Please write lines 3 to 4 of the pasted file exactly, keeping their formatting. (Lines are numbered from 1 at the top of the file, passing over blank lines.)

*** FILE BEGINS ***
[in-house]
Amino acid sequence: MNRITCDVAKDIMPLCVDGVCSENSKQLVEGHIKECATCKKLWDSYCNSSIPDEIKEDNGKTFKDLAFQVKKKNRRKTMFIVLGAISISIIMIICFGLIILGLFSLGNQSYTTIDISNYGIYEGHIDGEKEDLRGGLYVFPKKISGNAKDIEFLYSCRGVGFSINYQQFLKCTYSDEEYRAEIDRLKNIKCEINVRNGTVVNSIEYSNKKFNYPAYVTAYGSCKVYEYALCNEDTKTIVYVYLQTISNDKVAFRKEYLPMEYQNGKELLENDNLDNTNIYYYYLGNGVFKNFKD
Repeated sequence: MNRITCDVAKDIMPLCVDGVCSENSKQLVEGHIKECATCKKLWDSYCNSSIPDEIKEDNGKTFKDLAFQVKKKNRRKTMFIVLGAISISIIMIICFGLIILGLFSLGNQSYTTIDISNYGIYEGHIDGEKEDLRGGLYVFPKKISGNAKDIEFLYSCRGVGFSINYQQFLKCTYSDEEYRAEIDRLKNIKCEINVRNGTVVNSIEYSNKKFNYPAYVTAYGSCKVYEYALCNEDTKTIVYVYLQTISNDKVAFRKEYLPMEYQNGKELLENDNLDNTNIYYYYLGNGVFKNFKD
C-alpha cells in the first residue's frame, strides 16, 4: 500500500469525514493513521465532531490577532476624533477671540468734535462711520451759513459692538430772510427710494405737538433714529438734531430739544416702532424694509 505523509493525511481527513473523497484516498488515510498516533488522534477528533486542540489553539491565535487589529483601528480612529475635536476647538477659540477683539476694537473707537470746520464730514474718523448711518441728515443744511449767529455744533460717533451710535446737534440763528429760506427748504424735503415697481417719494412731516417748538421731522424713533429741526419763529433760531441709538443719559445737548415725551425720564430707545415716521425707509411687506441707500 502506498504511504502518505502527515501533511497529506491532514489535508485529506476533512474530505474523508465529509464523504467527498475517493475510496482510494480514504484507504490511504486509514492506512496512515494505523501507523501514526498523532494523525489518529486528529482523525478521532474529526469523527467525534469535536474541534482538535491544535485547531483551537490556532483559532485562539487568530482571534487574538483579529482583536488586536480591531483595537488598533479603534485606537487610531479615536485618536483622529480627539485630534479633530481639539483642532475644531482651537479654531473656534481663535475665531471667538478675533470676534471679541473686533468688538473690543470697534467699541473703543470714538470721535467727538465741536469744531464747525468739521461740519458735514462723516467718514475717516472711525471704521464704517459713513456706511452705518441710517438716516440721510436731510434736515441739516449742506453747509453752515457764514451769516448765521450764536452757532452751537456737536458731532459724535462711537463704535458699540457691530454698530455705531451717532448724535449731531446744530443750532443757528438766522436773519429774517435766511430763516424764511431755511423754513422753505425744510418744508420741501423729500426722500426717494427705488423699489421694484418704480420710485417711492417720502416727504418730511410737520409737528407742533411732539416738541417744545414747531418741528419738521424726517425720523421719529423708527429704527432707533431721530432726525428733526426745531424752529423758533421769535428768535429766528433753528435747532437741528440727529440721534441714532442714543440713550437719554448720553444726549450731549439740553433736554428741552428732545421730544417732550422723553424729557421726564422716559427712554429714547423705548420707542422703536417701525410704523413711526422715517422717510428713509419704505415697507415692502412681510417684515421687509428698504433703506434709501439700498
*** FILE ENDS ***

Repeated sequence: MNRITCDVAKDIMPLCVDGVCSENSKQLVEGHIKECATCKKLWDSYCNSSIPDEIKEDNGKTFKDLAFQVKKKNRRKTMFIVLGAISISIIMIICFGLIILGLFSLGNQSYTTIDISNYGIYEGHIDGEKEDLRGGLYVFPKKISGNAKDIEFLYSCRGVGFSINYQQFLKCTYSDEEYRAEIDRLKNIKCEINVRNGTVVNSIEYSNKKFNYPAYVTAYGSCKVYEYALCNEDTKTIVYVYLQTISNDKVAFRKEYLPMEYQNGKELLENDNLDNTNIYYYYLGNGVFKNFKD
C-alpha cells in the first residue's frame, strides 16, 4: 500500500469525514493513521465532531490577532476624533477671540468734535462711520451759513459692538430772510427710494405737538433714529438734531430739544416702532424694509 505523509493525511481527513473523497484516498488515510498516533488522534477528533486542540489553539491565535487589529483601528480612529475635536476647538477659540477683539476694537473707537470746520464730514474718523448711518441728515443744511449767529455744533460717533451710535446737534440763528429760506427748504424735503415697481417719494412731516417748538421731522424713533429741526419763529433760531441709538443719559445737548415725551425720564430707545415716521425707509411687506441707500 502506498504511504502518505502527515501533511497529506491532514489535508485529506476533512474530505474523508465529509464523504467527498475517493475510496482510494480514504484507504490511504486509514492506512496512515494505523501507523501514526498523532494523525489518529486528529482523525478521532474529526469523527467525534469535536474541534482538535491544535485547531483551537490556532483559532485562539487568530482571534487574538483579529482583536488586536480591531483595537488598533479603534485606537487610531479615536485618536483622529480627539485630534479633530481639539483642532475644531482651537479654531473656534481663535475665531471667538478675533470676534471679541473686533468688538473690543470697534467699541473703543470714538470721535467727538465741536469744531464747525468739521461740519458735514462723516467718514475717516472711525471704521464704517459713513456706511452705518441710517438716516440721510436731510434736515441739516449742506453747509453752515457764514451769516448765521450764536452757532452751537456737536458731532459724535462711537463704535458699540457691530454698530455705531451717532448724535449731531446744530443750532443757528438766522436773519429774517435766511430763516424764511431755511423754513422753505425744510418744508420741501423729500426722500426717494427705488423699489421694484418704480420710485417711492417720502416727504418730511410737520409737528407742533411732539416738541417744545414747531418741528419738521424726517425720523421719529423708527429704527432707533431721530432726525428733526426745531424752529423758533421769535428768535429766528433753528435747532437741528440727529440721534441714532442714543440713550437719554448720553444726549450731549439740553433736554428741552428732545421730544417732550422723553424729557421726564422716559427712554429714547423705548420707542422703536417701525410704523413711526422715517422717510428713509419704505415697507415692502412681510417684515421687509428698504433703506434709501439700498